After some initial doubts, Holland said she is happy with the way the memoir turned out.
“I’m satisfied with the portrait I drew of Mama. Because to the person who doesn’t know about things like this, she can come off unfeeling, as a con artist. I was satisfied with the way I tempered that.”
Indeed, Holland’s mother, whose name was also Ida Mae, but who goes by her Delta nickname, Ain’t Baby, in the book, is a complicated character. An uneducated woman who became a skillful and sought-after midwife, she was often angry about her daughter’s transgressions. But she was equally proud, for example, when young Ida Mae demonstrated her recitation skills at a school assembly. And it was her exhortation to her daughter to get a college education that finally prompted Holland to leave the Delta and enroll in the University of Minnesota.
But writing about her mother proved traumatic – especially the chapter about her death. Holland’s mother, crippled by ataxia, was unable to flee her house quickly enough when it was firebombed in 1965, possibly by the Ku Klux Klan in retaliation for her daughter’s civil rights work. She died days later from her burn injuries.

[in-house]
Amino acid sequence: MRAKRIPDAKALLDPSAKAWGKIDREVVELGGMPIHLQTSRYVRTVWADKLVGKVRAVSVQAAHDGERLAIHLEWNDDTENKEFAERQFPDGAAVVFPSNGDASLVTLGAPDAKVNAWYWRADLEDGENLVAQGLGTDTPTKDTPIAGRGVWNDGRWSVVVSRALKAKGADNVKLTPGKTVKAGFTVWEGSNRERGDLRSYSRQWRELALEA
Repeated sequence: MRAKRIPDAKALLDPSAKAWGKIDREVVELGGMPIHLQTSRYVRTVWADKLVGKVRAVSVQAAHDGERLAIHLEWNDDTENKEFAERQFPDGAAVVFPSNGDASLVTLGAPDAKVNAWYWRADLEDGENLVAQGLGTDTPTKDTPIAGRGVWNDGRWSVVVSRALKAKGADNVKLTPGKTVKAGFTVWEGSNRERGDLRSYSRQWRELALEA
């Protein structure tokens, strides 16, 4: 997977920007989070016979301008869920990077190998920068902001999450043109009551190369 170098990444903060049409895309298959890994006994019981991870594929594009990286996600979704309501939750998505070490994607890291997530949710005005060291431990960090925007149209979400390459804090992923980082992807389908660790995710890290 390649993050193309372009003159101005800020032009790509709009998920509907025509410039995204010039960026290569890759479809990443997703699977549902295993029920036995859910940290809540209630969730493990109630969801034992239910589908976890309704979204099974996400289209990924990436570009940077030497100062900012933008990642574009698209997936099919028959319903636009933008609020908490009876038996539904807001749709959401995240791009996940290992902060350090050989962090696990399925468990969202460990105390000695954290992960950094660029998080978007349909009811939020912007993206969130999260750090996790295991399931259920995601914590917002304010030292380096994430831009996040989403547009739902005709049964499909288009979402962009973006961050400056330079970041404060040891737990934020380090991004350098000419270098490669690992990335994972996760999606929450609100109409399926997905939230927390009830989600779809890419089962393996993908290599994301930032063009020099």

“I used to sit at my computer and I’d be crying,” she said. “My mother was amazing, wasn’t she?”
WRITING HER MEMOIRS was much different than writing a play, she said. In addition to interviewing sources and gathering archival materials, “I had to reach deep inside because my voice is guiding you, as opposed to the actors’ feelings and whims on the stage. As the literary artist, I have to guide you so the last words you hear, the last signpost along the way, is mine.”
For example, in the play, the rape scene is only hinted at; in the book, Holland explains how she felt when it happened. “If this was what it was like to turn eleven, I didn’t want to live to be twelve,” she writes.
She also describes the bravery of the freedom workers leading the drive to register blacks, who had been disenfranchised by arcane rules and tests imposed by local clerks in Mississippi. Expanding on stories she told in Freedom on My Mind, the 1994 PBS documentary about the voting rights movement, Holland writes about protest marches in which the threat of police violence was real and arrests were frequent. Holland was herself arrested 13 times.
From the Mississippi Delta has lighter moments as well, describing the foibles and strengths of small-town residents. Nearly everyone, it seems, had a nickname: hers was “Cat,” though no one agreed on why. One day in school, she writes, the principal obtained students’ birth certificates, and the results were a revelation: “Stone Street School was filled with Apple Jacks, Baby Boys, Sugar Pies, L.Q.’s and Bright Eyes who turned out to be just plain Aaron, George, Betty Mae, Quentin, Tommy and Maybell.”
As an adult, Holland added the name “Endesha,” bestowed on her by Kwanzaa creator Maulana Karenga. The Swahili name means “she who drives herself and others forward.”